HomePoliticsMinister says more strikes would be "self-harm" and hurt economy.

Minister says more strikes would be “self-harm” and hurt economy.

Robert Jenrick tells that although the worldwide forces that have driven up prices and exacerbated the cost of living crisis are beginning to subside, big rises in public sector pay will “entrench inflation.”

A government minister has urged the public sector not to engage in more strikes, stating that doing so would be “economic self-harm.”

Robert Jenrick stated that international factors are “beginning to cautiously move correctly” as energy and gasoline costs begin to decline.

However, he stated that it would be “the worst thing that we could do” if the government acceded to the demands of trade unions to increase pay by double digits, claiming that it would “entrench inflation in the British economy and lead to a wage spiral that would be extremely damaging to the economy.”

Minister says more strikes would be "self-harm" and hurt economy.

The minister’s comments come as tens of thousands of nurses in England stage their latest walkout in an increasingly acrimonious dispute with the government.

The Royal College of Nursing continues to push for a 5%-above-inflation pay increase. Though it has hinted it will accept a smaller offer. Nursing employees from more than 55 NHS trusts will participate in industrial action today. And two further strikes will be conducted next month.

Pat Cullen, the head of the union, stated, “People are not dying because nurses are on strike. The nurses are on strike because patients are dying.”

Minister says more strikes would be “self-harm” and hurt economy.

Thousands of Environment Agency employees in England, including river inspectors, flood forecasting officers, coastal risk management officers, sewage plant attendants, and staff at the Thames Barrier, are also participating in industrial action today.

Mr. Jenrick spoke with Ms. Burley as the most recent inflation data for the United Kingdom were released. Showing a tiny decrease from 10.7% in November to 10.5%.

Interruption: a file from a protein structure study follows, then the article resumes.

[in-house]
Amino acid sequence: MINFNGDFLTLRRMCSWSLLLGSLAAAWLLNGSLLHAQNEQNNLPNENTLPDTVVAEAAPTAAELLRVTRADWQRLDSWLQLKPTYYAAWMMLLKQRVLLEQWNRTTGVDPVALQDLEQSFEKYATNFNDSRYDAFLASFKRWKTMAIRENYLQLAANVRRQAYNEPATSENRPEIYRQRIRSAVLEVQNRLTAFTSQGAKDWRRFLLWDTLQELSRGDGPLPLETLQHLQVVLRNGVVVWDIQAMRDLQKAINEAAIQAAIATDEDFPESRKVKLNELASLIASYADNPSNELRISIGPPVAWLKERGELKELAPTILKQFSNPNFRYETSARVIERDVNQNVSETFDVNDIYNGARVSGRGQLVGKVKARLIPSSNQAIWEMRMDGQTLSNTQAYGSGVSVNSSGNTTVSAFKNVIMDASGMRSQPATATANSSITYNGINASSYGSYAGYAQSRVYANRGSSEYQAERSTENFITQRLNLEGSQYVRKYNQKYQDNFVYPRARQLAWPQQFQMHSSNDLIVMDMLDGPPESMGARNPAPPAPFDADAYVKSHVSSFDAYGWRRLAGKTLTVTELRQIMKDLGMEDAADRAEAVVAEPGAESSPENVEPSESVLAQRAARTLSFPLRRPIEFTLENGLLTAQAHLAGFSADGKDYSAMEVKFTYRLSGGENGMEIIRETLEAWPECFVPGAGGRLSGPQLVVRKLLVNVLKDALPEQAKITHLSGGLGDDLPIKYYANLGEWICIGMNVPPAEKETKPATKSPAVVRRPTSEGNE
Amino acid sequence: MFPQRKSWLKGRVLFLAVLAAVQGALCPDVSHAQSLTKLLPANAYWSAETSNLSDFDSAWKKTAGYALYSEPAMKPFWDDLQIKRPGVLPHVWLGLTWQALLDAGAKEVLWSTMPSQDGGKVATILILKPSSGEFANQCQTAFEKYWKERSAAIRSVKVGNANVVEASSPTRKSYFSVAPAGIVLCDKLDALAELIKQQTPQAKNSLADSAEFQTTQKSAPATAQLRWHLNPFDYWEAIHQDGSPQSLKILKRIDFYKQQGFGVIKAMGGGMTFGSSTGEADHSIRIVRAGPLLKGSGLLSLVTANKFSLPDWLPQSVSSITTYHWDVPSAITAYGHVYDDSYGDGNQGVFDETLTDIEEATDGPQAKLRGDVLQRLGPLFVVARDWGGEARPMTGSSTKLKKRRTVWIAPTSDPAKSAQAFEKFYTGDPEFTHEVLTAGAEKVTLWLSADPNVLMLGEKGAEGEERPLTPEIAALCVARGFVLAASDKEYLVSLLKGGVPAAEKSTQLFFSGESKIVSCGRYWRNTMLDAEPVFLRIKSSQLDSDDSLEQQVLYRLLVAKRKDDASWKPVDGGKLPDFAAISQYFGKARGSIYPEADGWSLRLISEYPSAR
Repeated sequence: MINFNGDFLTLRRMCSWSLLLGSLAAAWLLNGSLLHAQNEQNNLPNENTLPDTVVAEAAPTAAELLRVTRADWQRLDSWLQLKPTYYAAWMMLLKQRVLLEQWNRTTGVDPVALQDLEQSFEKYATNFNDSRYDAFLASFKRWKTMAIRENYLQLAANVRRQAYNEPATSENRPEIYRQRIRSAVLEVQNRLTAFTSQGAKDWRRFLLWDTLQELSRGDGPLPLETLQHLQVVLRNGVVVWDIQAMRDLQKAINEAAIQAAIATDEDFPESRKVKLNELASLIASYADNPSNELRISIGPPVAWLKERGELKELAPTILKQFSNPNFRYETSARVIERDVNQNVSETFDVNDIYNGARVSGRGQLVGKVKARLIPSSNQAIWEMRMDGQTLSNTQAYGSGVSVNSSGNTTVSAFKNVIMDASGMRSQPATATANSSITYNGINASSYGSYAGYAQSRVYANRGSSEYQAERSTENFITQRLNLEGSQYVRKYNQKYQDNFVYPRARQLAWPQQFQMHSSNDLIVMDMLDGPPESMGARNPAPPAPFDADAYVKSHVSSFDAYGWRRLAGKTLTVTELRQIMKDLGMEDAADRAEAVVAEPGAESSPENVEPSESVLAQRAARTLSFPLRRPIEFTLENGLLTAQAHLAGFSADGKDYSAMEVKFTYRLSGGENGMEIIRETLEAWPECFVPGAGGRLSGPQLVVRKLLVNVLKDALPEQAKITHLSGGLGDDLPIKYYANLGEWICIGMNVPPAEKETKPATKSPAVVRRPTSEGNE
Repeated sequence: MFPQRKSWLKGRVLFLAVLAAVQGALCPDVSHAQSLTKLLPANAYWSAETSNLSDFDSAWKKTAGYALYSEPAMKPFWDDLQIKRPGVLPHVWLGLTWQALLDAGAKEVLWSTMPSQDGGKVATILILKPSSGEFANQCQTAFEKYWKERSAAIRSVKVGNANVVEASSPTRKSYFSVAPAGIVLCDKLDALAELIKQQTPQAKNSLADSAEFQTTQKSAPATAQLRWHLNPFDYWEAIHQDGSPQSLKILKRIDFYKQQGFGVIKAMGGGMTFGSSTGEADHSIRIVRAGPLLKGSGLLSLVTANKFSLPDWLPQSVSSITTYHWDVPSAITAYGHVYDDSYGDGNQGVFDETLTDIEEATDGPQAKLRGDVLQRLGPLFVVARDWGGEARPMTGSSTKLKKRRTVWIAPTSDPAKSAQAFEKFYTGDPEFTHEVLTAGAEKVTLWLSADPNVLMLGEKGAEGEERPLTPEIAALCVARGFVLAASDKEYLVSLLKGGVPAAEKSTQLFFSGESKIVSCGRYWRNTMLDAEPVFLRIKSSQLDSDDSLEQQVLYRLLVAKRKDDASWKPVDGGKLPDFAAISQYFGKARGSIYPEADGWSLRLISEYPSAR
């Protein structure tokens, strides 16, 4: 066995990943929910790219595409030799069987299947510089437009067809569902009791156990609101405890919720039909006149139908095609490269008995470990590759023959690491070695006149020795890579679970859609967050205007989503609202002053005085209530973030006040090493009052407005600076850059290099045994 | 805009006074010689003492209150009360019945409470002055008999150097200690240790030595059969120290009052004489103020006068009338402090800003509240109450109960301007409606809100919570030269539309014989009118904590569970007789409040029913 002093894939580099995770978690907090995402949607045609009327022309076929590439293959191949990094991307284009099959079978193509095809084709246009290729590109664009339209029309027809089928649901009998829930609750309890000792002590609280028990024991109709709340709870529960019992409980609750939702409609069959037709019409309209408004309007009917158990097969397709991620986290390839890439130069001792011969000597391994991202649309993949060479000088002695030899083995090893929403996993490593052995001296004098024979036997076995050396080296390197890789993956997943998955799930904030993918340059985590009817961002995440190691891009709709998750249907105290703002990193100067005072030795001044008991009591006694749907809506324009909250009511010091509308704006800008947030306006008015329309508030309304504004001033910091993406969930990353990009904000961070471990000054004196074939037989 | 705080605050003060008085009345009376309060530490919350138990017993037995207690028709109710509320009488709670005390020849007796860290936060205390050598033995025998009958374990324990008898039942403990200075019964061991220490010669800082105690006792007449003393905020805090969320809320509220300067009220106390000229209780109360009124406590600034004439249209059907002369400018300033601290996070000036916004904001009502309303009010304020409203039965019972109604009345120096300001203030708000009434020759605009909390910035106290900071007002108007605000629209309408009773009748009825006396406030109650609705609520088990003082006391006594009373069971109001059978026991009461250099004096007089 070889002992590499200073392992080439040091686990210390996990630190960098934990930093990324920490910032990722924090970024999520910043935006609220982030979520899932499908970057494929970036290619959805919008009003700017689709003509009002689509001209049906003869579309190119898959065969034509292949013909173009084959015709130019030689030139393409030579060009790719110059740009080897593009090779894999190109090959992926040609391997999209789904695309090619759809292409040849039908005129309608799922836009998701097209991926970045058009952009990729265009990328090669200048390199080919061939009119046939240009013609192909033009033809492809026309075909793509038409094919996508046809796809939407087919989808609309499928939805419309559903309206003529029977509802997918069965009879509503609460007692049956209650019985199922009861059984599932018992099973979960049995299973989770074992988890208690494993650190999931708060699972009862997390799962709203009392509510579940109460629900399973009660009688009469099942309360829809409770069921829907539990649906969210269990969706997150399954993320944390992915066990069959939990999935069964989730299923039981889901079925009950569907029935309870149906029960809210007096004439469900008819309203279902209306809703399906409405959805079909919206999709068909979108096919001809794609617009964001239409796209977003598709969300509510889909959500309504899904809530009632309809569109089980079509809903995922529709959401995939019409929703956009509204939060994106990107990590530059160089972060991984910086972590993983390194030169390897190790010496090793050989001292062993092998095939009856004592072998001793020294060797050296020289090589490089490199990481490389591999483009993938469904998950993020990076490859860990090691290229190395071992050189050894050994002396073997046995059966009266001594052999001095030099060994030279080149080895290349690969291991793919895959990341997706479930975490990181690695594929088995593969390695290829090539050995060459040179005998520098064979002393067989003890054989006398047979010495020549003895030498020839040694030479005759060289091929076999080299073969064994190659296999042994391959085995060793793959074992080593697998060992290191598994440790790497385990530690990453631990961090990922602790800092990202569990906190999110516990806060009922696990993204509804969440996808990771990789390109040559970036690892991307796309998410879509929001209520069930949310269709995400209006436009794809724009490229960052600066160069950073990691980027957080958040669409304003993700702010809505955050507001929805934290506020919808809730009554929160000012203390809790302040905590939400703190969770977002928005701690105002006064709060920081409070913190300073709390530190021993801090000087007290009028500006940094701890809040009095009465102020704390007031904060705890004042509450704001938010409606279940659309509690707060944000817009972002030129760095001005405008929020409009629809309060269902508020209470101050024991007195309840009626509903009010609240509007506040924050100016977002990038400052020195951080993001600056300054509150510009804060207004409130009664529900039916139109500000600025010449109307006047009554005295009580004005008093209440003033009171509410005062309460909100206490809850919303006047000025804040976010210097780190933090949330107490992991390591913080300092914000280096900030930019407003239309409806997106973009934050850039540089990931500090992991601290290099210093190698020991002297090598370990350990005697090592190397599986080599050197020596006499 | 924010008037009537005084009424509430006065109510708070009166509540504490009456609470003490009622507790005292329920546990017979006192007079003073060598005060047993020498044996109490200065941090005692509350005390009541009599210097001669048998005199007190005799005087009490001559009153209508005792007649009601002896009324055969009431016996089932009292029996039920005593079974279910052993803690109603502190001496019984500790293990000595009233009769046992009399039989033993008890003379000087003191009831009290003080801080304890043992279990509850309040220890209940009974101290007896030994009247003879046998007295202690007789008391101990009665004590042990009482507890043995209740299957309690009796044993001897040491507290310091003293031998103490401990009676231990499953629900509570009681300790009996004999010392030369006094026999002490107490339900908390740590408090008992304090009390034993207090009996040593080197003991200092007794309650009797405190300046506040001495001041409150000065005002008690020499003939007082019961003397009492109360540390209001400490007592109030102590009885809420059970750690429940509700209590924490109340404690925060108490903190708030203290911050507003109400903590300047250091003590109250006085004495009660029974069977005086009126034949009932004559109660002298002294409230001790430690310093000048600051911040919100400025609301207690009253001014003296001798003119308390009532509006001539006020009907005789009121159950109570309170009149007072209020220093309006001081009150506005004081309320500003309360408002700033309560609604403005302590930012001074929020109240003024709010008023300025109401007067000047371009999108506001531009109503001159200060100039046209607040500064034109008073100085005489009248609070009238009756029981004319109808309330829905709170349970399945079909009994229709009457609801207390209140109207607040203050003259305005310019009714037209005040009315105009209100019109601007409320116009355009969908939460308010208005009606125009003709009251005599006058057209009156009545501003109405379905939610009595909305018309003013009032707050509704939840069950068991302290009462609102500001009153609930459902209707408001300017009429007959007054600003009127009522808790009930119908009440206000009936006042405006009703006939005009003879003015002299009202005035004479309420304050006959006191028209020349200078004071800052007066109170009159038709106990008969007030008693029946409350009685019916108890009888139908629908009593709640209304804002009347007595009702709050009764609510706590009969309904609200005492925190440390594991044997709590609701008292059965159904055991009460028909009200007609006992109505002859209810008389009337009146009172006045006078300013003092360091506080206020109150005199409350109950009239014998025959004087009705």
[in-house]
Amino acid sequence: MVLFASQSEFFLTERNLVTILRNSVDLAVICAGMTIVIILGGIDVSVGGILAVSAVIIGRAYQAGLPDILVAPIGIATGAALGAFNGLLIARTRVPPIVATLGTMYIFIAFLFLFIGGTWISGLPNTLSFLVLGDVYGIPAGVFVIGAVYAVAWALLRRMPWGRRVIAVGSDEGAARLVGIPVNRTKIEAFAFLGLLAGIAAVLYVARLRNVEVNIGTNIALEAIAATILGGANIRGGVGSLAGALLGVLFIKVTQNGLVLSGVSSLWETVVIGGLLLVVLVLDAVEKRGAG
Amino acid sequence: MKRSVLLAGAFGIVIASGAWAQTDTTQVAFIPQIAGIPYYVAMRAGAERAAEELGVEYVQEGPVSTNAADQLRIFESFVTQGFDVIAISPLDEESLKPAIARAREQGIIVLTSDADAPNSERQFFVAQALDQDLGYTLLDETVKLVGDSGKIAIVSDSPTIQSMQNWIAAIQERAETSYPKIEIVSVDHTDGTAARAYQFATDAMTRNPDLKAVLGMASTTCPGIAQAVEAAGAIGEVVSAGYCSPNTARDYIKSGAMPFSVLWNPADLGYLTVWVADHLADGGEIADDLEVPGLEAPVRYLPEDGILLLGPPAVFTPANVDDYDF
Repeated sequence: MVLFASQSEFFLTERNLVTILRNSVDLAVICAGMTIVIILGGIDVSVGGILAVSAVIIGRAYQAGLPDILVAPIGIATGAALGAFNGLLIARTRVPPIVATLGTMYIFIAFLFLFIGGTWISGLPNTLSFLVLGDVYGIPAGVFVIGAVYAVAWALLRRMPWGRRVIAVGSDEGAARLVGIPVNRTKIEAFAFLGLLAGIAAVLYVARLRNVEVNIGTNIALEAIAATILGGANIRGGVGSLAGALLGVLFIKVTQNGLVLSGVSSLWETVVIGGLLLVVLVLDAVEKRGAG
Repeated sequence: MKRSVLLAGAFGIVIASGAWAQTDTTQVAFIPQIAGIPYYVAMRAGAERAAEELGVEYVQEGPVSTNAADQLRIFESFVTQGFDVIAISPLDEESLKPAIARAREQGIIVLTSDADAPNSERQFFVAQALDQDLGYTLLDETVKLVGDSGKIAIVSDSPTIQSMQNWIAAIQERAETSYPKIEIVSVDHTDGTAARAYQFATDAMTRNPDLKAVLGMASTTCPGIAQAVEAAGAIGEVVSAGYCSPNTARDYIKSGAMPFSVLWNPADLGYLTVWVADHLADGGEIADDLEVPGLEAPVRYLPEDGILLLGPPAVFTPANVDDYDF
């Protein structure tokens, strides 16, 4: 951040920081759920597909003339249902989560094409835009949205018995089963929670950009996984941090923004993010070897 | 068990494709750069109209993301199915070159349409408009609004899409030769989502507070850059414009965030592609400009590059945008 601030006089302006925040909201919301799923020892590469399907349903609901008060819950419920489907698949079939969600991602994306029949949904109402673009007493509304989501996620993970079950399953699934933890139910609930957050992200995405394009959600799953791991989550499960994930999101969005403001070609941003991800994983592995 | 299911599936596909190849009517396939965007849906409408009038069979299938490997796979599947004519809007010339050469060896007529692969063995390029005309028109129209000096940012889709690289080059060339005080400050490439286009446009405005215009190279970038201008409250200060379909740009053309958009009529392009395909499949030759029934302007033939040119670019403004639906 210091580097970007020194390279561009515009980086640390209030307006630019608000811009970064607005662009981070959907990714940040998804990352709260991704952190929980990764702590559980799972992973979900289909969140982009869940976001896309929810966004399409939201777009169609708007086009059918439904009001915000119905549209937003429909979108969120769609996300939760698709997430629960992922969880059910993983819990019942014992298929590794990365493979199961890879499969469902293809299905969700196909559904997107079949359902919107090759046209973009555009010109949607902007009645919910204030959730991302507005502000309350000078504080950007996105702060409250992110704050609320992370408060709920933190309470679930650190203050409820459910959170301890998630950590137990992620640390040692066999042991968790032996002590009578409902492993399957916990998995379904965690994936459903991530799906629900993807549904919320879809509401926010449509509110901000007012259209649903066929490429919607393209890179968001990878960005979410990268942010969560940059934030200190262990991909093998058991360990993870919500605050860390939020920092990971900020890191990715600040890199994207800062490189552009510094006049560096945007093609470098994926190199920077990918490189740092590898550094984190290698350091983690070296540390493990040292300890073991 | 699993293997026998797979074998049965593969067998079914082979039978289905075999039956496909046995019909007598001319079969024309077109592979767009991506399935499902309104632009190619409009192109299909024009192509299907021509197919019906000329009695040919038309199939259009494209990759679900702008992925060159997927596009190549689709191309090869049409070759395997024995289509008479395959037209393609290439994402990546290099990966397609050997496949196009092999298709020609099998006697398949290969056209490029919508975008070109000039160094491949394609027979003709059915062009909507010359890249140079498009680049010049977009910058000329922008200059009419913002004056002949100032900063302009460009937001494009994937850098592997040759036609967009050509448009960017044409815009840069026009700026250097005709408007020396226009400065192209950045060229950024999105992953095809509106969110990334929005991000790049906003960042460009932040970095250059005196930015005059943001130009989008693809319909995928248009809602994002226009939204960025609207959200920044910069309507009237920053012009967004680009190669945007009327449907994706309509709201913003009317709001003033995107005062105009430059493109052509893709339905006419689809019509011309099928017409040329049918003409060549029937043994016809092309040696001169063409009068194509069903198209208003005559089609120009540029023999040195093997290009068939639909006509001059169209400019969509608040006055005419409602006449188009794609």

He stated, “We want to be as reasonable as possible”. “[Health Secretary] Steve Barclay and other ministers met with union leaders to discuss potential avenues for discussing next year’s pay settlement and to make arguments on affordability.”

When asked what message he would send to public sector unions regarding more strike action, the minister responded. “Think about the impact that will have on working people across the country and the economy.

“We are aware that times are challenging. We do not want to see the economy affected by an act of self-harm, by further strike action that makes it more difficult to get to work, cross the border, and, of course, access vital public services.”

Ms. Cullen, however, stated, “We can either focus solely on balancing the books. Or we can continue to respect and treat the NHS as it should be for every patient across the country.

“We must deal with the situation in the NHS. Only by giving nurses a fair wage and filling the 47,000 empty positions in the health sector would this be possible, according to the nurses.

Total number of scheduled strikes to three

Teachers, railway conductors, and civil servants have planned coordinated industrial action for February 1st. Bringing the total number of scheduled strikes to three.

Later today, officials from the Unite union will meet to decide whether to call for more strikes among ambulance workers in England, Wales, and Northern Ireland.

Mick Wheelan, the general secretary of Aslef, which represents train drivers, indicated that his union was further from a resolution than ever before due to “the behaviours of the other side’s bargaining team.”

“I’ve been negotiating at all levels in this sector for roughly 38 years. And I’ve never been in a process where people are being so underhanded and dishonest,” he told.

Mr. Wheelan insisted that his union was still open to additional negotiations to find a solution. But he criticized the government’s efforts to pass anti-strike legislation and portray unions as the enemy.

He said, “We have a government that is failing the public because whenever they discuss trade unions. They treat workers and the public as if they are two separate groups.”

“The voters of this country are the individuals who go to work in these fields every day and are dissatisfied in so many areas at once. This indicates that the government’s policy is flawed.”

Emily Thornberry of the Labour Party described the present striking situation as a “mess”. And accused the administration of delaying discussions “to the very last minute.”

“They were posturing for such a long time, claiming they were going to be difficult. They weren’t going to engage, and they weren’t prepared to compromise,” the shadow attorney general said. And now they claim to be.

“However, I believe that individuals have now dug themselves into distinct trenches from which it is quite difficult to escape.”

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